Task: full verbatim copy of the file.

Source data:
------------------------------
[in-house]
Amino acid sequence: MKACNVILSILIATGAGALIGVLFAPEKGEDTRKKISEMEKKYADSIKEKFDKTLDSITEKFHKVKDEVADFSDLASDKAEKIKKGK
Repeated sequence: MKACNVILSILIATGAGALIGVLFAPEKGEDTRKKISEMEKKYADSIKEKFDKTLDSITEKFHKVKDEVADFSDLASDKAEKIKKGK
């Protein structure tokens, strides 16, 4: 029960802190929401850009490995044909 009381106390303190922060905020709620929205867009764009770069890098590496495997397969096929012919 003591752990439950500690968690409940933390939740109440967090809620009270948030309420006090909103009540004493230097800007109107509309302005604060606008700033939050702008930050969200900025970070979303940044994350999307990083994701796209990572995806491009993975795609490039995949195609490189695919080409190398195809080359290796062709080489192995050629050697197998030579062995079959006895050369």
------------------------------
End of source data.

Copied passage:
[in-house]
Amino acid sequence: MKACNVILSILIATGAGALIGVLFAPEKGEDTRKKISEMEKKYADSIKEKFDKTLDSITEKFHKVKDEVADFSDLASDKAEKIKKGK
Repeated sequence: MKACNVILSILIATGAGALIGVLFAPEKGEDTRKKISEMEKKYADSIKEKFDKTLDSITEKFHKVKDEVADFSDLASDKAEKIKKGK
């Protein structure tokens, strides 16, 4: 029960802190929401850009490995044909 009381106390303190922060905020709620929205867009764009770069890098590496495997397969096929012919 003591752990439950500690968690409940933390939740109440967090809620009270948030309420006090909103009540004493230097800007109107509309302005604060606008700033939050702008930050969200900025970070979303940044994350999307990083994701796209990572995806491009993975795609490039995949195609490189695919080409190398195809080359290796062709080489192995050629050697197998030579062995079959006895050369």